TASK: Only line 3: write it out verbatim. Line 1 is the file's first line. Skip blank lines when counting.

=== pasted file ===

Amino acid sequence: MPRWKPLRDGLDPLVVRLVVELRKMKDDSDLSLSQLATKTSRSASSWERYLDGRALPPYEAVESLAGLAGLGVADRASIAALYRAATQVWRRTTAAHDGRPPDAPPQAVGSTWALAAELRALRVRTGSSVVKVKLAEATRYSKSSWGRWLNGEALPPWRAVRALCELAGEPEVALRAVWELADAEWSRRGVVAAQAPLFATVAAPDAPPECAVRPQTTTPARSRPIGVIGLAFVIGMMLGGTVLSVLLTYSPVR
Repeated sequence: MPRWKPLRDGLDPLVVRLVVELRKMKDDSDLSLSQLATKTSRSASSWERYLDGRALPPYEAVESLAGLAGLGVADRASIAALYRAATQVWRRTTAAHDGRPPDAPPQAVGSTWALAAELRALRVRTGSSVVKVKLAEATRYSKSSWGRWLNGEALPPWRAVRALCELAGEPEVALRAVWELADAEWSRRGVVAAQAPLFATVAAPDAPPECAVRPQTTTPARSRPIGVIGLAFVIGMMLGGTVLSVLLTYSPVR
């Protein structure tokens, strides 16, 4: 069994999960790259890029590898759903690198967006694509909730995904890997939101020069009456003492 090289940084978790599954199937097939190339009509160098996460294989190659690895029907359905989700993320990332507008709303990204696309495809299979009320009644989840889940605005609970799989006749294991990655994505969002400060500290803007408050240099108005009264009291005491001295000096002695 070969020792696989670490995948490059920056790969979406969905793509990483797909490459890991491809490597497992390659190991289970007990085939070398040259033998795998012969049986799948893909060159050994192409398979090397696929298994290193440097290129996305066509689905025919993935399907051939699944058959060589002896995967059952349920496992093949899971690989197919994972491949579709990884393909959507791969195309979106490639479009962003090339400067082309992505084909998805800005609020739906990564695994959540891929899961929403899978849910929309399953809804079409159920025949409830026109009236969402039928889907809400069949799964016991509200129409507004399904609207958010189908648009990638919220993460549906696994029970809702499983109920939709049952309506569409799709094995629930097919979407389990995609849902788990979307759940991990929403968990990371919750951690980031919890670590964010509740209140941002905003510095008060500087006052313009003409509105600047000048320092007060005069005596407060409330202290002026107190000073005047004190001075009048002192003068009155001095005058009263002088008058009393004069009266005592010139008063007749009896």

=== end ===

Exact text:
């Protein structure tokens, strides 16, 4: 069994999960790259890029590898759903690198967006694509909730995904890997939101020069009456003492 090289940084978790599954199937097939190339009509160098996460294989190659690895029907359905989700993320990332507008709303990204696309495809299979009320009644989840889940605005609970799989006749294991990655994505969002400060500290803007408050240099108005009264009291005491001295000096002695 070969020792696989670490995948490059920056790969979406969905793509990483797909490459890991491809490597497992390659190991289970007990085939070398040259033998795998012969049986799948893909060159050994192409398979090397696929298994290193440097290129996305066509689905025919993935399907051939699944058959060589002896995967059952349920496992093949899971690989197919994972491949579709990884393909959507791969195309979106490639479009962003090339400067082309992505084909998805800005609020739906990564695994959540891929899961929403899978849910929309399953809804079409159920025949409830026109009236969402039928889907809400069949799964016991509200129409507004399904609207958010189908648009990638919220993460549906696994029970809702499983109920939709049952309506569409799709094995629930097919979407389990995609849902788990979307759940991990929403968990990371919750951690980031919890670590964010509740209140941002905003510095008060500087006052313009003409509105600047000048320092007060005069005596407060409330202290002026107190000073005047004190001075009048002192003068009155001095005058009263002088008058009393004069009266005592010139008063007749009896």